As a group, the 77 students also did not leave the class showing a significant difference in negative affect. That’s because while women showed a significant 11.6 percent decline on the survey’s standardized score (which is a positive psychological outcome), men showed a non-significant 3.7 percent increase in their scores.
Alongside those changes in affect, each gender showed progress in skills taught as part of meditation. Both genders gained in several specific mindfulness and self-compassion skills and their overall scores increased significantly. That finding shows that the classes were effective in teaching the techniques, though women made greater gains than men on four of five areas of mindfulness.
When the researchers dug further into the data, they saw that in women several of the gains they made in specific skills correlated with improvements in negative affect.
“Improved affect in women was related to improved mindfulness and self-compassion skills, which involved specific subscales for approaching experience and emotions with non-reactivity, being less self-critical and more kind with themselves, and over-identifying less with emotions,” the authors write.
Meanwhile, among men, only one of the specific skills was associated with better affect.
“To the extent that affect improved, changes were correlated with an improved dimension of mindfulness involving the ability to identify, describe, and differentiate one’s emotions,” they write.
A new hypothesis on mindfulness
Britton says the results suggest a new hypothesis, which is that mindfulness regimens, at least as they are often structured, may be better attuned to addressing the ways that women typically process emotions than the ways that men often do. Mindfulness guides practitioners to focus on and acknowledge feelings but to do so in a non-judgmental and non-self-critical way.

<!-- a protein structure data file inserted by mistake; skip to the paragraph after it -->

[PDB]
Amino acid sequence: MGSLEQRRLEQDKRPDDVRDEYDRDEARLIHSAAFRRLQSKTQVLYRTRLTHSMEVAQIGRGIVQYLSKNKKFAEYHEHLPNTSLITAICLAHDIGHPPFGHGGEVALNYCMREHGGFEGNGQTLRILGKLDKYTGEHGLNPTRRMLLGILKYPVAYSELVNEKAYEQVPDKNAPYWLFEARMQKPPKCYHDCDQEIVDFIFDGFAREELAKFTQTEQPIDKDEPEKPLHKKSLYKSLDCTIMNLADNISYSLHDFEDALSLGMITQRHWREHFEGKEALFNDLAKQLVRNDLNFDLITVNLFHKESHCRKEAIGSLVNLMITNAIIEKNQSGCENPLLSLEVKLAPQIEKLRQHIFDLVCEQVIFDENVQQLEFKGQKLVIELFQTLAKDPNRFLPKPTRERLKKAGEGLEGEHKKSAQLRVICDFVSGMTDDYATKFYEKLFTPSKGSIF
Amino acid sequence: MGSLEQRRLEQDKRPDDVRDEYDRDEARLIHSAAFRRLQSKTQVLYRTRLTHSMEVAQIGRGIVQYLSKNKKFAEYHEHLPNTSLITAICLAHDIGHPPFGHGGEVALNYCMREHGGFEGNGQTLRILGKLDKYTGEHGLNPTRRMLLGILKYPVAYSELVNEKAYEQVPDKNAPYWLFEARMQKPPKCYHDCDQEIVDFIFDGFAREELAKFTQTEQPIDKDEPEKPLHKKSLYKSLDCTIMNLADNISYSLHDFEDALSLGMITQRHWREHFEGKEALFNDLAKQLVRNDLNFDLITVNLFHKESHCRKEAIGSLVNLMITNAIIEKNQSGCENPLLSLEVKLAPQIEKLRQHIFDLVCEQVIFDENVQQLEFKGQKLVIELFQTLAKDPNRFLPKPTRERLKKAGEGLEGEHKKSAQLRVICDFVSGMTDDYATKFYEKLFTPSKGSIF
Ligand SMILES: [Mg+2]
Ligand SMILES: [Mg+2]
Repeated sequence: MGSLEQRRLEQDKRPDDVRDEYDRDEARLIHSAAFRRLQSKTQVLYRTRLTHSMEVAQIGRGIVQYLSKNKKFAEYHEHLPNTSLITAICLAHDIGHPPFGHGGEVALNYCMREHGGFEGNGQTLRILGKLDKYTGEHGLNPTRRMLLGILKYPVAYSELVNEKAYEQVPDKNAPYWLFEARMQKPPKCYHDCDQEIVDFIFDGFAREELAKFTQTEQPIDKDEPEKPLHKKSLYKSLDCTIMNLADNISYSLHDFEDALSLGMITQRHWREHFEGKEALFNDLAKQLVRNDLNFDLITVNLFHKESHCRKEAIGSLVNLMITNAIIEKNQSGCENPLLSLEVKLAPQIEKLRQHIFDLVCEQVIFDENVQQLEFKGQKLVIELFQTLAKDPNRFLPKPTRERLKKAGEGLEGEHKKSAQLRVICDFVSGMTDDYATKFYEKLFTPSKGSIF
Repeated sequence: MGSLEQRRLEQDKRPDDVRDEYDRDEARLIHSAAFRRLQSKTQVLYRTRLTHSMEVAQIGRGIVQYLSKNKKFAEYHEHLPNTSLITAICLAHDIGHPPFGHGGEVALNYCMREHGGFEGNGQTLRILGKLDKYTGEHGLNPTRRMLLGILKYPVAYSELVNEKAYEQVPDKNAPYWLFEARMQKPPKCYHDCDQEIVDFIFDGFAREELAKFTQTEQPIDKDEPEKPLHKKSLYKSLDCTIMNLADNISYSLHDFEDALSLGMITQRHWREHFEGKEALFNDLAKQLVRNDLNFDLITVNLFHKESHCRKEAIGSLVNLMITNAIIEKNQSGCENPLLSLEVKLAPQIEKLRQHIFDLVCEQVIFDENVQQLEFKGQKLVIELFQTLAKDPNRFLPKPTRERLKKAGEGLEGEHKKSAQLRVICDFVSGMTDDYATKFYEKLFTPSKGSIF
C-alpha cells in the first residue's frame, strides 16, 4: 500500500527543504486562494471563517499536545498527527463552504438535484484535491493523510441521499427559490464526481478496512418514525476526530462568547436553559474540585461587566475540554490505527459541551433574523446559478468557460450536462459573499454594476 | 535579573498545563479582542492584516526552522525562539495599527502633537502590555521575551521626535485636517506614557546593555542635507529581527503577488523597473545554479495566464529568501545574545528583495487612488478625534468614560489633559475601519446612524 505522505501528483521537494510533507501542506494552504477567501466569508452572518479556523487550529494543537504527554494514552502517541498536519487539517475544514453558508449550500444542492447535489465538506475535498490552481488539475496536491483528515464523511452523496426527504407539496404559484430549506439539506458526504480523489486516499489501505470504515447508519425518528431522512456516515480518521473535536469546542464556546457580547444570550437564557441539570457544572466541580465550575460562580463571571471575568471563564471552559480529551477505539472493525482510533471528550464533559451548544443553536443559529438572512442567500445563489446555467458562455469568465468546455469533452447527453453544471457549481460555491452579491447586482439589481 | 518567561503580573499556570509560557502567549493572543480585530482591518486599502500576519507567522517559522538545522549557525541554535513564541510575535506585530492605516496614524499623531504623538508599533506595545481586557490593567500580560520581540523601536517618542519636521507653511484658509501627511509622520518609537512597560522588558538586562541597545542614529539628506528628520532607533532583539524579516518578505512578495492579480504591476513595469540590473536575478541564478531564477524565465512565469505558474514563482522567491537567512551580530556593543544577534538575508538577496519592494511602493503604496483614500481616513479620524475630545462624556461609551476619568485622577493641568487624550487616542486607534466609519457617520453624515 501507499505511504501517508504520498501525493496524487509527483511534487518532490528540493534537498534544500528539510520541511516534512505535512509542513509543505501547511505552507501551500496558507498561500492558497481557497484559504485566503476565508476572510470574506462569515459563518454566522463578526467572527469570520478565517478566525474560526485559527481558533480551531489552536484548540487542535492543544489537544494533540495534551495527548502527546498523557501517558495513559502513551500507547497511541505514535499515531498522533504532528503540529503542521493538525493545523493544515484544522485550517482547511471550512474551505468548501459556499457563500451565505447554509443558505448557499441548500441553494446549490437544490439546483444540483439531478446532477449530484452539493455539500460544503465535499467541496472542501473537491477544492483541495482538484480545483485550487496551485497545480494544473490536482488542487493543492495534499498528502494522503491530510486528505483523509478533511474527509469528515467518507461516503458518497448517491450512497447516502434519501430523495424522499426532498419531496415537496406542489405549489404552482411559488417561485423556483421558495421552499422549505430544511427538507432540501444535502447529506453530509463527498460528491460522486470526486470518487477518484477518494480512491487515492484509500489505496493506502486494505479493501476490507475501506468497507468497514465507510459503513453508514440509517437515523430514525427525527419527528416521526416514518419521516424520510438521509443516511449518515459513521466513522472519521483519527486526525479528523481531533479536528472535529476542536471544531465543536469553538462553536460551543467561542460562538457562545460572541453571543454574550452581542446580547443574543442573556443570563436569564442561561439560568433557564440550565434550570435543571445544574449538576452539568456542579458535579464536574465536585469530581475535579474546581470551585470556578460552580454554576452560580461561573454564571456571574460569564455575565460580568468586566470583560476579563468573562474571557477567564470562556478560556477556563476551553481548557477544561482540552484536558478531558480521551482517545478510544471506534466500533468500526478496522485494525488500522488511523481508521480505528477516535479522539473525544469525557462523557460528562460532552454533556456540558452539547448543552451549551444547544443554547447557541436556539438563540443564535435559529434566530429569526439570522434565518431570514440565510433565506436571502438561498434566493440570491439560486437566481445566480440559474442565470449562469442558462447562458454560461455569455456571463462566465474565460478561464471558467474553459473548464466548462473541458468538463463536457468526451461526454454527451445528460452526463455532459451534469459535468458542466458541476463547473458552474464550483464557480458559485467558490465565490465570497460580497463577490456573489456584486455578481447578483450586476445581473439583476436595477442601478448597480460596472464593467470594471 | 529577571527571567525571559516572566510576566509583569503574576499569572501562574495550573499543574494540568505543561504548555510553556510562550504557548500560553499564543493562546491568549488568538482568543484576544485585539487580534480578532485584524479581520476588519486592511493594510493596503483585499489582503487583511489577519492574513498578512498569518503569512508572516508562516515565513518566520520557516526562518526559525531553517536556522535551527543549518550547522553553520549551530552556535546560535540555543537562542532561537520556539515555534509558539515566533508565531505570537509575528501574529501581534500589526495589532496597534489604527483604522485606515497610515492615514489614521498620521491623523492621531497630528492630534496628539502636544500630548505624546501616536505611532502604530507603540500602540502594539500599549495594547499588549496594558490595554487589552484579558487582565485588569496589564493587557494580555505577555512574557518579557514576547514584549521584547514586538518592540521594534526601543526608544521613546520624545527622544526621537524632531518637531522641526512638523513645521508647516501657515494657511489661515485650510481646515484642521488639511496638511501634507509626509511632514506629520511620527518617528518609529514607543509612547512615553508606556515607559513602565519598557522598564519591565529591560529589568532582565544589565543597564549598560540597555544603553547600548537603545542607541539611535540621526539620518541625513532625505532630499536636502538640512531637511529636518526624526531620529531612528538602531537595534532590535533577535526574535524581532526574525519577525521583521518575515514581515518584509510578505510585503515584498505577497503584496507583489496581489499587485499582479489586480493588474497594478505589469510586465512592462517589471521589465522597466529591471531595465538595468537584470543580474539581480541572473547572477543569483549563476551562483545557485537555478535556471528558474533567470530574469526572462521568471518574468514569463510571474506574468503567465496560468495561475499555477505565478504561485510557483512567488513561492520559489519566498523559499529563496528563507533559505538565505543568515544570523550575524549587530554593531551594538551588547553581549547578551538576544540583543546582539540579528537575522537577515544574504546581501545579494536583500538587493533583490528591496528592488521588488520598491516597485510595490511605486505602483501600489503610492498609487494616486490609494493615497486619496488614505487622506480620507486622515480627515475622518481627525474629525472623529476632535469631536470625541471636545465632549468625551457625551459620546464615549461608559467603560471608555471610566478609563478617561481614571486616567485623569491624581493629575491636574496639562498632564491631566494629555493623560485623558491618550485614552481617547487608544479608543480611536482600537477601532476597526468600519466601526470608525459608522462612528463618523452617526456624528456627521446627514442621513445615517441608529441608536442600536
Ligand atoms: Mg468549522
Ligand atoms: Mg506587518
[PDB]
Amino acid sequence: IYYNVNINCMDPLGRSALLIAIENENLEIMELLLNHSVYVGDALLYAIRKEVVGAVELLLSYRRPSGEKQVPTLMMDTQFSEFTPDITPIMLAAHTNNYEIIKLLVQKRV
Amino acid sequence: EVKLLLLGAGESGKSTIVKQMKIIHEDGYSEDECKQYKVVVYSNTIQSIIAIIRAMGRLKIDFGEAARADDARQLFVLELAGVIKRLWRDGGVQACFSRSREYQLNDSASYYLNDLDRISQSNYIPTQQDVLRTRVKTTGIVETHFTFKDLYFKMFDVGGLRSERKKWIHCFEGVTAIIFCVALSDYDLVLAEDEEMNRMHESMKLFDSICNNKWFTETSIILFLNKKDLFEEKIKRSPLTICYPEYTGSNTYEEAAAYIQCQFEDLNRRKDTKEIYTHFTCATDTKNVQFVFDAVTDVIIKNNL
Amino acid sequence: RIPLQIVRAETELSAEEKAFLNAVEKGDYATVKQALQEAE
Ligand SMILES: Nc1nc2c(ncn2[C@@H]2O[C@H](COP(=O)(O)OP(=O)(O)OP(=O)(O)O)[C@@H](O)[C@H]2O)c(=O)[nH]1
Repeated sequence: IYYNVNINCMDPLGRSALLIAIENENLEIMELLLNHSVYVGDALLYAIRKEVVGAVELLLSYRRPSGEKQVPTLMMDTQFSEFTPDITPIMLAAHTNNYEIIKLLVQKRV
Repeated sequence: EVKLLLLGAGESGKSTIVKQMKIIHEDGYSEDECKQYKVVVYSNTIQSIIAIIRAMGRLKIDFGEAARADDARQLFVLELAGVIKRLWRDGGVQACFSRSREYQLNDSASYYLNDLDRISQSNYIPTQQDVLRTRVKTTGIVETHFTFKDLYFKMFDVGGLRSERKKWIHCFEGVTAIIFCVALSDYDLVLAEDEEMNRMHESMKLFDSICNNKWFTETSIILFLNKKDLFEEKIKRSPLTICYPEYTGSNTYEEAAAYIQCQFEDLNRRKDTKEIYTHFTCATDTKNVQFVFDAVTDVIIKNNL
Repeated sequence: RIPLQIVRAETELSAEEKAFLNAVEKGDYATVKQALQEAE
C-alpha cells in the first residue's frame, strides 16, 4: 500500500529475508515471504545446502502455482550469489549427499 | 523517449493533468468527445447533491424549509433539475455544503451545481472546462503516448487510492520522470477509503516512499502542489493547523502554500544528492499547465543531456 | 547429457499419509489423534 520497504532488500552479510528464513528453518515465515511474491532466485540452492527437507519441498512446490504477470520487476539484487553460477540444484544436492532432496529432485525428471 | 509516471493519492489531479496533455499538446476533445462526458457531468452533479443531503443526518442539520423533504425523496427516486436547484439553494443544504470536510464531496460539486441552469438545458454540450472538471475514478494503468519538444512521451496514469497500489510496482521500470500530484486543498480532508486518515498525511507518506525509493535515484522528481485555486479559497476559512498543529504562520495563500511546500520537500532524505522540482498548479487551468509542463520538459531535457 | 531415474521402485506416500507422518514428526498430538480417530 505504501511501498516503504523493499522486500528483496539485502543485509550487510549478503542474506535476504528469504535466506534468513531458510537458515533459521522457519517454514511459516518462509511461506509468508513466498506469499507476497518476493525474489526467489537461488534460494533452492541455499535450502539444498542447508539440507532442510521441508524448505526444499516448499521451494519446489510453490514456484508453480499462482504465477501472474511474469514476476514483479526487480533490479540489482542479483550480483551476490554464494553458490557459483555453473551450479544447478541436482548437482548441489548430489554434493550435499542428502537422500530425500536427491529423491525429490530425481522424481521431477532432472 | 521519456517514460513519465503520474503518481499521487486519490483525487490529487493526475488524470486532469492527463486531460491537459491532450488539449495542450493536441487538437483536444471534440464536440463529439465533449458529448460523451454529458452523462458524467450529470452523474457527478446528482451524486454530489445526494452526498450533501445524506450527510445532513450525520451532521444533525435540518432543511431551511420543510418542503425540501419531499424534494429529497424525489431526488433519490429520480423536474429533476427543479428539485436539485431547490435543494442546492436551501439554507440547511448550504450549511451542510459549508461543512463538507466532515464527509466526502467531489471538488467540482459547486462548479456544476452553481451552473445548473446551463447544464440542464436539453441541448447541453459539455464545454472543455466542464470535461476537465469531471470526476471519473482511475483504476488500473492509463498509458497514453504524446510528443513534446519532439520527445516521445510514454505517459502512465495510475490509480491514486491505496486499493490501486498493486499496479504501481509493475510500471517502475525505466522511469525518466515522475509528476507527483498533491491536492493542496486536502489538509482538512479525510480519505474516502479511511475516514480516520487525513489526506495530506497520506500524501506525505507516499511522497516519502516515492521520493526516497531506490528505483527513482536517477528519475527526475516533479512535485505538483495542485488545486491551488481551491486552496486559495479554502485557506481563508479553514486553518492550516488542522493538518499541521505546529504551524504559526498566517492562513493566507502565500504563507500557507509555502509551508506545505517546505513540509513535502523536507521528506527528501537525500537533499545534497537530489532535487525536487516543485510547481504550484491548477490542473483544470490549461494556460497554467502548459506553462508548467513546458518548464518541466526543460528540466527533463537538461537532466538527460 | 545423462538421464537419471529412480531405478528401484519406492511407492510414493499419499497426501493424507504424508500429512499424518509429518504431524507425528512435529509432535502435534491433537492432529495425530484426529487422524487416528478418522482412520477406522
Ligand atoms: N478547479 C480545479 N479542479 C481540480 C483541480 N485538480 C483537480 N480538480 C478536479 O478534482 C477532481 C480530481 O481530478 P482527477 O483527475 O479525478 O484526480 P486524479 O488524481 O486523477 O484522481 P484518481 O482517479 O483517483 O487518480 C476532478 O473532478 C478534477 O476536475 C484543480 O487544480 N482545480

“The mechanisms are highly speculative at this point, but stereotypically, women ruminate and men distract,” Britton says. “So for people that tend to be willing to confront or expose themselves or turn toward the difficult, mindfulness is made for [improving] that. For people who have been largely turning their attention away from the difficult, to suddenly bring all their attention to their difficulties can be somewhat counterproductive.”
“While facing one’s difficulties and feeling one’s emotions may seem to be universally beneficial,” he continues, “it does not take into account that there may be different cultural expectations for men and women around emotionality.”
If that hypothesis is supported in further research, the findings may yield an important strategy for the designers of mindfulness curricula. For women, the message may be to stay the course, but for men the best idea may be to tailor mindfulness differently.
“Mindfulness is a little bit like a drug cocktail—there are a lot of ingredients and we’re not sure which ingredients are doing what,” Britton says. “But I think a strategy of isolating potential ‘active ingredients’ and using slightly more innovative designs to tailor to the needs of different populations is what’s called for.”
For fellow mindfulness researchers, Britton says, the study emphasizes a benefit to accounting for gender. Had she not done so in this study, she would have reported a null effect on affect when in fact women benefitted significantly. At the same time, if the study population had been heavily skewed toward women rather than more balanced, she might have measured a stronger benefit that would have been improperly extrapolated to men.
This text is published here under a Creative Commons License.
Author: David Orenstein-Brown University